Wholegrain cereals and bread: A duet of the Mediterranean diet for the prevention of chronic diseases

1Department of Biochemistry and Molecular Biology II, Centre for Biomedical Research (CIB), Institute of Nutrition and Food Technology, University of Granada, Avda. del Conocimiento s/n, 18100 Armilla, Granada, Spain.
Public Health Nutrition (Impact Factor: 2.48). 12/2011; 14(12A):2316-22. DOI: 10.1017/S1368980011002576
Source: PubMed

ABSTRACT The promotion of healthy lifestyles is one of the major goals of governments and international agencies all over the world. Wholegrain cereals are rich in nutrients and many phytochemical compounds, with recognised benefits for health, including dietary fibre, a number of phenolic compounds, lignans, vitamins and minerals and other bioactive components. The aim of the present work is to review the fundamental studies that support the consumption of wholegrain cereals and bread to prevent chronic diseases.
Descriptive review considering human studies.
Subjects included in randomised intervention trials and cohort studies from different countries published up to 2010.
Several studies show consistently that subjects who ingest three or more portions of foods per day based on wholegrain cereals have a 20-30 % lower risk of CVD than subjects who ingest low quantities of cereals. This level of protection is not observed with the ingestion of refined cereals, these being even higher than with the intake of fruit and vegetables. Likewise, high intake of wholegrain cereals and their products, such as whole-wheat bread, is associated with a 20-30 % reduction in the risk of type 2 diabetes. Finally, protection against the risk of colorectal cancer and polyps, other cancers of the digestive tract, cancers related to hormones and pancreatic cancer has been associated with the regular consumption of wholegrain cereals and derived products.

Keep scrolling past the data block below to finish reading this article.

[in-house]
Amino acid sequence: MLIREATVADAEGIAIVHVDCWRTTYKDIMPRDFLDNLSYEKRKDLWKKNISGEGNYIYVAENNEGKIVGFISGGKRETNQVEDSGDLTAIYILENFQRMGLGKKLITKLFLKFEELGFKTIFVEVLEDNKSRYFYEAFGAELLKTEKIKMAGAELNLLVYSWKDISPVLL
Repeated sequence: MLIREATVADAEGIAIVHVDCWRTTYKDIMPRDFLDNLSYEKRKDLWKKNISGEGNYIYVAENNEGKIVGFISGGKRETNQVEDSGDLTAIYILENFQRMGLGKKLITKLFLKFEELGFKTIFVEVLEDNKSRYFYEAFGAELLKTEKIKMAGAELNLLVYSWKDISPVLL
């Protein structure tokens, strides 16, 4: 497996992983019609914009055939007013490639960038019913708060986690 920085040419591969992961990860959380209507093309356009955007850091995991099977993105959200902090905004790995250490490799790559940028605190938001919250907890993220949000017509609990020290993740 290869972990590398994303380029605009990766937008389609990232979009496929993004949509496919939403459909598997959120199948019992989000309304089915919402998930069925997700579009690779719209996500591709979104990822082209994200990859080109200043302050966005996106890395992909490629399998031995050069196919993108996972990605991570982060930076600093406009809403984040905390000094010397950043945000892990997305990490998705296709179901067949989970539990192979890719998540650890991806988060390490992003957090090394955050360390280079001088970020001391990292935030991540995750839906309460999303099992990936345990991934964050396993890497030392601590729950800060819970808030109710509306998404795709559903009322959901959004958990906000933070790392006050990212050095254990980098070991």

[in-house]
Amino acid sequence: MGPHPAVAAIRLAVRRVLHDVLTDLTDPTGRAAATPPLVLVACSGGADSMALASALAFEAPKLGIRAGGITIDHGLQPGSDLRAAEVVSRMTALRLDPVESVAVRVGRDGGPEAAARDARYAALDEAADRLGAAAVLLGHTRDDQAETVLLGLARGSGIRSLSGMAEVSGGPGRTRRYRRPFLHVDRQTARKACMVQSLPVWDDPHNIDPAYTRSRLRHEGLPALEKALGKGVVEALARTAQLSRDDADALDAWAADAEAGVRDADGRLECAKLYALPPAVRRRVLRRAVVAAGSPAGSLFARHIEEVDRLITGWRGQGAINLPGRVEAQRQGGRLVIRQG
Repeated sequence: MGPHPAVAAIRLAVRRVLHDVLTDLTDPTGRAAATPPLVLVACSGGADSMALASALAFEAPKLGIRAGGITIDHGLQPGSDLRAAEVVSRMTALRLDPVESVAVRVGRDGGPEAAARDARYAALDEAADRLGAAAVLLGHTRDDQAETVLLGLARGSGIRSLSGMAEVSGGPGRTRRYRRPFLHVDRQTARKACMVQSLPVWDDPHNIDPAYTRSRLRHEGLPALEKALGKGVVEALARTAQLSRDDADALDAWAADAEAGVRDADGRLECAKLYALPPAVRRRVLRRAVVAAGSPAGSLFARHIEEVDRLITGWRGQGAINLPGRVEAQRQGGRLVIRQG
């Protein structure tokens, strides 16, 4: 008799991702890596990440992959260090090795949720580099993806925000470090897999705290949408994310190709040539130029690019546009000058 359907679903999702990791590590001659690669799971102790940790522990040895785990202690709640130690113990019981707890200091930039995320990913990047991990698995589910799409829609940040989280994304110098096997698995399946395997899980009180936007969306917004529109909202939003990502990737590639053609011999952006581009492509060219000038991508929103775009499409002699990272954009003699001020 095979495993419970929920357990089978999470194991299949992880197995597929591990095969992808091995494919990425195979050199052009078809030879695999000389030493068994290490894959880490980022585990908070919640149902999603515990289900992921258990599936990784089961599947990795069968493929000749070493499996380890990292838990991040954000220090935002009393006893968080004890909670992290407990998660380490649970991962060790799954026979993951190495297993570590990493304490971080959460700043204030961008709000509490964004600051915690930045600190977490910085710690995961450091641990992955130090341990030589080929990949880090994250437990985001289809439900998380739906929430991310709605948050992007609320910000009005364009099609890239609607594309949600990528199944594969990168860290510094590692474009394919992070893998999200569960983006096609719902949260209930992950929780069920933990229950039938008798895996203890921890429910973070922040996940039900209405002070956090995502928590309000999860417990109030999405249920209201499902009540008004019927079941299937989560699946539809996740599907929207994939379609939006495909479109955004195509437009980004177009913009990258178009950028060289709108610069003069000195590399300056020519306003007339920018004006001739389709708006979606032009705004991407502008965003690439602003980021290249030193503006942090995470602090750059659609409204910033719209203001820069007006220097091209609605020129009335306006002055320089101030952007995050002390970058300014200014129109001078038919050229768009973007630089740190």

The regular intake of wholegrain cereals can contribute to reduction of risk factors related to non-communicable chronic diseases.

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Available from: Rosa María Ortega, Sep 15, 2014
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    • "In fact, in acute experimental settings, a reduction in insulin response has been reported with whole kernel rye/whole rye bread when compared with white wheat bread. This has been confirmed in longer term experimental conditions (2e4 weeks) that demonstrated a reduction of both insulin and glucose post-prandial responses after a whole grain rye or wheat diet in overweight men (Gil et al., 2011). "
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    ABSTRACT: Starch and cell wall polysaccharides (dietary fibre) of cereal grains contribute to the health benefits associated with the consumption of whole grain cereal products, including reduced risk of obesity, type 2 diabetes, cardiovascular disease and colorectal cancer. The physiological bases for these effects are reviewed in relation to the structures and physical properties of the polysaccharides and their behaviour (including digestion and fermentation) in the gastro-intestinal tract. Strategies for modifying the content and composition of grain polysaccharides to increase their health benefits are discussed, including exploiting natural variation and using mutagenesis and transgenesis to generate further variation. These studies will facilitate the development of new types of cereals and cereal products to face the major health challenges of the 21st century.